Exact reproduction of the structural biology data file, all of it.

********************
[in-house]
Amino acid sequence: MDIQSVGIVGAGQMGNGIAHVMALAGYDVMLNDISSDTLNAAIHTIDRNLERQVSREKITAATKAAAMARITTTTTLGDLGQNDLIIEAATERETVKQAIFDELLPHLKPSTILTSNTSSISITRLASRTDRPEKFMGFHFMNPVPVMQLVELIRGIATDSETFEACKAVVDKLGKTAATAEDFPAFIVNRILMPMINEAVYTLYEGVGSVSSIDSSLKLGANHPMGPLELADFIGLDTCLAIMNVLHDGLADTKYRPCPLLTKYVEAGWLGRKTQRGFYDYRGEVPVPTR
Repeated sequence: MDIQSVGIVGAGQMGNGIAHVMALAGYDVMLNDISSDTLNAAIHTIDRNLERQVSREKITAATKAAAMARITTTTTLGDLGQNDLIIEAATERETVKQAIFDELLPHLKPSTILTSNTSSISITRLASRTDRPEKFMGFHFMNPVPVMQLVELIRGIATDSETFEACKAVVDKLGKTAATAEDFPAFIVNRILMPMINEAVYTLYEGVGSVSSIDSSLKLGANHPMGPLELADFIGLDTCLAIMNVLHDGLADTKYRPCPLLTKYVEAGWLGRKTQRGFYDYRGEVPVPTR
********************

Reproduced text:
[in-house]
Amino acid sequence: MDIQSVGIVGAGQMGNGIAHVMALAGYDVMLNDISSDTLNAAIHTIDRNLERQVSREKITAATKAAAMARITTTTTLGDLGQNDLIIEAATERETVKQAIFDELLPHLKPSTILTSNTSSISITRLASRTDRPEKFMGFHFMNPVPVMQLVELIRGIATDSETFEACKAVVDKLGKTAATAEDFPAFIVNRILMPMINEAVYTLYEGVGSVSSIDSSLKLGANHPMGPLELADFIGLDTCLAIMNVLHDGLADTKYRPCPLLTKYVEAGWLGRKTQRGFYDYRGEVPVPTR
Repeated sequence: MDIQSVGIVGAGQMGNGIAHVMALAGYDVMLNDISSDTLNAAIHTIDRNLERQVSREKITAATKAAAMARITTTTTLGDLGQNDLIIEAATERETVKQAIFDELLPHLKPSTILTSNTSSISITRLASRTDRPEKFMGFHFMNPVPVMQLVELIRGIATDSETFEACKAVVDKLGKTAATAEDFPAFIVNRILMPMINEAVYTLYEGVGSVSSIDSSLKLGANHPMGPLELADFIGLDTCLAIMNVLHDGLADTKYRPCPLLTKYVEAGWLGRKTQRGFYDYRGEVPVPTR